Woodstock survey results: Traffic, theft, bias and acceptance

challengesThe results of this summers’ neighborhood survey are in; thanks to all who participated. You can delve into the graphs and responses as time allows — but here’s a quick sketch.

Background and acknowledged bias: The survey was online and was promoted here, on Facebook and on NextDoor, in the neighborhood association’s monthly email newsletter (subscribe) and at events including the Movie in the Park. Thus it has an inherent bias toward people who have a high level of online access and comfort. Also, the nearly 300 respondents predominately are homeowners living within the Woodstock boundary.

The good news: By an overwhelming margin, respondents reported a feeling of belonging within the neighborhood. By a clear margin, respondents reported perceiving the neighborhood as “well kept and attractive.”

The bad news: Property theft began the survey with only minor perception among respondents as a challenge warranting immediate attention — but it eventually outdistanced every other concern except its close relative, “complications of homelessness, including sanitation and security.” In getting around the neighborhood,”potholes and unimproved roads” was the predictable leading concern. But it was closely challenged by two somewhat contradictory concerns: the heavy volume of motor traffic and the high speed of motor traffic. Also high up in the mix was a lack of markings at crosswalks. (Remember: Under Oregon law, every intersection is a crosswalk whether marked or not.)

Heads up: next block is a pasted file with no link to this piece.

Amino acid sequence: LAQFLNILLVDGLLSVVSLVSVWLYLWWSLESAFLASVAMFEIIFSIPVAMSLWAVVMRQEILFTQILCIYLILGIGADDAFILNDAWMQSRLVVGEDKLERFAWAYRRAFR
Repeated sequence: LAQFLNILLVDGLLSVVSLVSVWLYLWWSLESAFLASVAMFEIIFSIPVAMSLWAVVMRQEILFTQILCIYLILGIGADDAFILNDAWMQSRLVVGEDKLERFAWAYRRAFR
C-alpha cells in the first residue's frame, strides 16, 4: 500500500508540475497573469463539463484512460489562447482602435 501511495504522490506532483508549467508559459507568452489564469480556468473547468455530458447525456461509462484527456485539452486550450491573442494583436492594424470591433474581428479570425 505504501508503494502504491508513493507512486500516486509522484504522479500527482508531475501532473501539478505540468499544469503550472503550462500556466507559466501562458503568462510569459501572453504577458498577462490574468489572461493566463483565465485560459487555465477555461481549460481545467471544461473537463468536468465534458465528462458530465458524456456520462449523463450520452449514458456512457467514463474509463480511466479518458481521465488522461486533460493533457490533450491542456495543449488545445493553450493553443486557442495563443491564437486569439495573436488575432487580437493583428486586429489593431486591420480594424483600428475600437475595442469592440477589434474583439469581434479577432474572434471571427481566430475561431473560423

Also of note: Happily, motor-vehicle parking ranked low as a concern despite initial worries expressed on Facebook and NextDoor that the coming of New Seasons would cause parking troubles. Also, respondents ranked paper posters and fliers as a better way to reach them than this website — but Facebook, NextDoor and the email newsletter still led the way. Perhaps the most encouraging observation for the long term is that respondents retain an affinity for the big picture. They ranked “affordable housing and smart planning” as the top concern for the long term, presumably due to its connection with the more immediate challenges of homelessness.

How the Woodstock Neighborhood Association will use the results

That remains to be seen and will be shaped over time at WNA meetings. Want to take part? Come to the Woodstock Community Center, 5905 SE 43rd Ave., at 7 p.m. on the First Wednesday of each month. (That’s September 7 this month.)




1 Comment on “Woodstock survey results: Traffic, theft, bias and acceptance”

  1. Adrienne Wolf-Lockett

    Thanks for creating, compiling and sharing this survey. However Double Mtn. Brewery wasn’t open when the questionnaire was completed. As a nearby homeowner, here’s our new normal: we can’t park near our house, the traffic on 44th makes exiting onto Woodstock almost impossible, this is no longer a quiet neighborhood, and people are trashing our yard. Sigh.